It Doesn't Have to be a Missed Call

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imageSr. Mary Mercy (right)

By Lori Hadacek Chaplin


Just because you’re not in your 20s — or you’re not in perfect health — doesn’t mean you’ve lost your chance to discern consecrated life. I talked with Robyn Lee — former managing editor of Catholic Digest — about her vocation story; with Sr. Sheila Cigich about starting a new order for late vocations; and with Sr. Zita about the Benedictines of Jesus Crucified, an order that accepts candidates who suffer from physical conditions.

 

ROBYN LEE BECOMES SR. MARY MERCY


“The novice mistress paused and calmly said to me: ‘You can sit on the side of the pool and wonder if the water is cold, but you are never going to know unless you jump in.’”


By worldly standards, Robyn Lee was a success. She had a dream job, owned her own home, was a world traveler, and had many friends. Yet she felt that something was missing, and for a long time she thought that something was marriage. Robyn told Catholic Digest, “I wanted my Cinderella moment. Being fixated on that, I wasn’t able to hear or be open to the other possibilities that God was presenting.”


Early call missed


In childhood, Robyn had felt an attraction to the religious life so much so that she ended a serious relationship in college. After graduation, she visited some orders, and during one of those visits, a mother superior told her, “Not yet.” Robyn took that to mean that she didn’t have a vocation, and she viewed the door to religious life as closed. 


Never a Mr. Right for a reason


Having an outgoing personality, Robyn dated a lot, but those relationships never worked out — partly because she found herself always desiring something more. In her early 30s, she started to entertain the idea that perhaps she did have a call to consecrated life after all. “When I allowed God to enter in, it helped me to see that maybe this was the reason things weren’t working out with the men I dated.” 


But religious life wasn’t a default option for Robyn because marriage wasn’t on the horizon. “It wasn’t ‘Oh, I am 35, and I am still single, so let me go try out religious life.’ Religious life is a calling, and it was a calling that I had for a long time but had ignored because it wasn’t in my pretty picture I had imagined for myself,” she says.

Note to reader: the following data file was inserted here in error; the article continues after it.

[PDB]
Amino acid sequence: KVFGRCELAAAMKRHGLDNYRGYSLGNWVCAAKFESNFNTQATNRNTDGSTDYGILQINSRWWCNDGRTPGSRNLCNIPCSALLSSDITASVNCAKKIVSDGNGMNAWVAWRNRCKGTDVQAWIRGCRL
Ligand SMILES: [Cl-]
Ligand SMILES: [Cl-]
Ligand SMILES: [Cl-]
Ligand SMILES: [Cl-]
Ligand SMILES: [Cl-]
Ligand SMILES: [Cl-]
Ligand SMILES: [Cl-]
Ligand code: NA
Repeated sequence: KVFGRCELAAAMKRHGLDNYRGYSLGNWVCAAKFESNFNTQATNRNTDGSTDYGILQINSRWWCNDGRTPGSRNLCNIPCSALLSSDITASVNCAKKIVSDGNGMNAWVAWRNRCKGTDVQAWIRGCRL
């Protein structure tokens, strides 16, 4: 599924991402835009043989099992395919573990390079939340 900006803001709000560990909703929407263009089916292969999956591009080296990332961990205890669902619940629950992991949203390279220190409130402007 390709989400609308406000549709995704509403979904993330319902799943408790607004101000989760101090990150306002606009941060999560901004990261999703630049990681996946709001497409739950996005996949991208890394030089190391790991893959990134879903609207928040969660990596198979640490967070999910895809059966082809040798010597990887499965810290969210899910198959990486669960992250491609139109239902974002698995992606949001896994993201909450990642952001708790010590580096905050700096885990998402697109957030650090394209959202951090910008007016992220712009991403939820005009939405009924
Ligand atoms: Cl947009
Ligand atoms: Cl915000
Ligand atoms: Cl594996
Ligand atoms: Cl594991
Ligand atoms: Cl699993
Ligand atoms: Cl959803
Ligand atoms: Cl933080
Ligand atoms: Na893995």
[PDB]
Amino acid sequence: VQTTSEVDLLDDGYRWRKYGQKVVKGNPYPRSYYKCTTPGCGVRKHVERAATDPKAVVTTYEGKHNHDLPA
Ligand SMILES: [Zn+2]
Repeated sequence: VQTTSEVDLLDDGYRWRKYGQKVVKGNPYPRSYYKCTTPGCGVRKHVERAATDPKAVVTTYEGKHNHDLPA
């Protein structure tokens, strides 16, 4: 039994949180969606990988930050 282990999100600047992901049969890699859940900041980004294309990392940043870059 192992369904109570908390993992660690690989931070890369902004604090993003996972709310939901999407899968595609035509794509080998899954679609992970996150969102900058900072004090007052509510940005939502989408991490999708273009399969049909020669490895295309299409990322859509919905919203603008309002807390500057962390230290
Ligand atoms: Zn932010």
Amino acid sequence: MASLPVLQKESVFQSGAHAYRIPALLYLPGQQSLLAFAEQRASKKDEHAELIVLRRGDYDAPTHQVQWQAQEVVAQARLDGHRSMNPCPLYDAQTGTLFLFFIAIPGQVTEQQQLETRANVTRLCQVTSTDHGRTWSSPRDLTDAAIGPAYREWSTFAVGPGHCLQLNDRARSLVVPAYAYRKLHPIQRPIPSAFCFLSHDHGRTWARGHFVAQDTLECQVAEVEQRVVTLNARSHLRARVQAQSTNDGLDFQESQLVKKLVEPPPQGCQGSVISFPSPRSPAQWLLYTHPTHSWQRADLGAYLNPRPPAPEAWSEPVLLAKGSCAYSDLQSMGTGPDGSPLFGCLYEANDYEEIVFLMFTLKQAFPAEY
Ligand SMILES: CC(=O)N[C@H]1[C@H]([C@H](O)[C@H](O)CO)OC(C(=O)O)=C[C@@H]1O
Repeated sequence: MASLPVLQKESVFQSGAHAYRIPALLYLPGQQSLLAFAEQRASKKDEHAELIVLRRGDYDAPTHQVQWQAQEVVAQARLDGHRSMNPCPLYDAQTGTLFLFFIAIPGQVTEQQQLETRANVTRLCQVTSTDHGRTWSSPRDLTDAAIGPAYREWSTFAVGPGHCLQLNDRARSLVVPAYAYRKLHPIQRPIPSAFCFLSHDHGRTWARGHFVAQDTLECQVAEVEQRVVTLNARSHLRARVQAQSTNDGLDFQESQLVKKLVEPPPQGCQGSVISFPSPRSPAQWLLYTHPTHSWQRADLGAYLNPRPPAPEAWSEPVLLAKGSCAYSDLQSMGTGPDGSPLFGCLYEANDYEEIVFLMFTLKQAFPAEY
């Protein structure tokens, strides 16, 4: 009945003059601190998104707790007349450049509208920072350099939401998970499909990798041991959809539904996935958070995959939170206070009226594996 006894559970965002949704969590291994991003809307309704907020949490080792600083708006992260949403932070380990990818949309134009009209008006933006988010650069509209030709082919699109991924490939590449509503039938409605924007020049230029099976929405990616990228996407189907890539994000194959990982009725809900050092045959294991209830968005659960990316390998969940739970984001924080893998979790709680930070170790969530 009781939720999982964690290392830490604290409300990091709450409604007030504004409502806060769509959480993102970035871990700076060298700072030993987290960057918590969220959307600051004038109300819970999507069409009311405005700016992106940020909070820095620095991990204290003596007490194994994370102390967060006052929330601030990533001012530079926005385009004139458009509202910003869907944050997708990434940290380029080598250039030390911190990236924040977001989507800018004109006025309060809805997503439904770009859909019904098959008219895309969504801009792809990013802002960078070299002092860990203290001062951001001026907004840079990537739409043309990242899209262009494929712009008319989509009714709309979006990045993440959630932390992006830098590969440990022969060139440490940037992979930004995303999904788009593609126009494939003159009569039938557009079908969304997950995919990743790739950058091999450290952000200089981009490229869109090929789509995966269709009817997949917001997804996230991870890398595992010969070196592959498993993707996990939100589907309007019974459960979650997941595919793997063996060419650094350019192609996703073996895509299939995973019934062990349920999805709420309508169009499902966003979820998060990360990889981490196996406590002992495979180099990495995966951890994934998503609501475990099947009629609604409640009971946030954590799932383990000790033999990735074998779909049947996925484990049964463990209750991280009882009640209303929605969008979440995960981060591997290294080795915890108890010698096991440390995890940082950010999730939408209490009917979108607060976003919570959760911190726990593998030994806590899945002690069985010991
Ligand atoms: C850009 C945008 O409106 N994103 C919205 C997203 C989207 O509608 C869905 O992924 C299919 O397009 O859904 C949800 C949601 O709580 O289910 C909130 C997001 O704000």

Franciscan Sisters of the Eucharist


For years, Robyn had been active in the Franciscan Sisters of the Eucharist’s young professionals group, and she had enjoyed being in the sisters’ company. “They had a joy and happiness that I wanted.” 


Robyn decided she would attend one of the sisters’ vocation retreats because she felt drawn to the sisters and their devotion to the Eucharist. 


The need for certainty

 

“During that vocations retreat, I was so fixated on knowing the whole picture before I could commit to anything,” she remembers. 


When the novice mistress, Sr. Barbara Johnson, FSE, told her she would need to jump in to discover if the water was cold, it was a turning point for Robyn. It freed her to think, “What if God is asking me to trust him to take this leap — this first step — without seeing the rest of the picture because I am not ready to know the whole story yet? Perhaps there are things that I need to learn or go through in this first step.”


For Robyn, it was a gift and grace to relinquish control and enter pre-postulancy and later postulancy. To say, “OK, God I don’t see the whole picture, and I am a little bit afraid, but I see you want me to take this first step, and I am ready and willing because I want to do your will.”


Robyn resigned from her jobs and sold her home so that she could take her third step, entering the canonical novitiate of the Franciscan Sisters of the Eucharist. On May 30, 2016, she received the veil, a longer habit, a cincture, and a new name: Sr. Mary Mercy. 


“I was always looking for something more because I was called to be Christ’s spouse. Through my religious vocation, I have found a happiness that I could have never achieved on my own.”


BECOMING A NUN HAD BEEN HER LIFE-LONG DREAM


“Ever since I can remember, the only thing I ever wanted to be was a nun,” Sr. Sheila Cigich, 64, from Boise, Idaho, told Catholic Digest. Though she wanted to enter the convent directly after high school, her mother thought Shelia was too young. However, only a year later, her parents allowed her to become engaged at 19. 


After three children and 33 years of marriage, Sheila’s union was annulled, and the longing for religious life remained.  


“I thought I was crazy. I did absolutely everything I could to disprove the Lord was calling me to the religious life. I asked the Lord, ‘Take it away please.’” 


People told her, “Why don’t you just get remarried and have a normal life?”


“Women in their 50s are changing their careers all of the time, but when you say you are going to become a nun, they say, ‘Whoa, you can’t do that!’ Why would you prevent someone from dedicating her life to God?” 


A time of discernment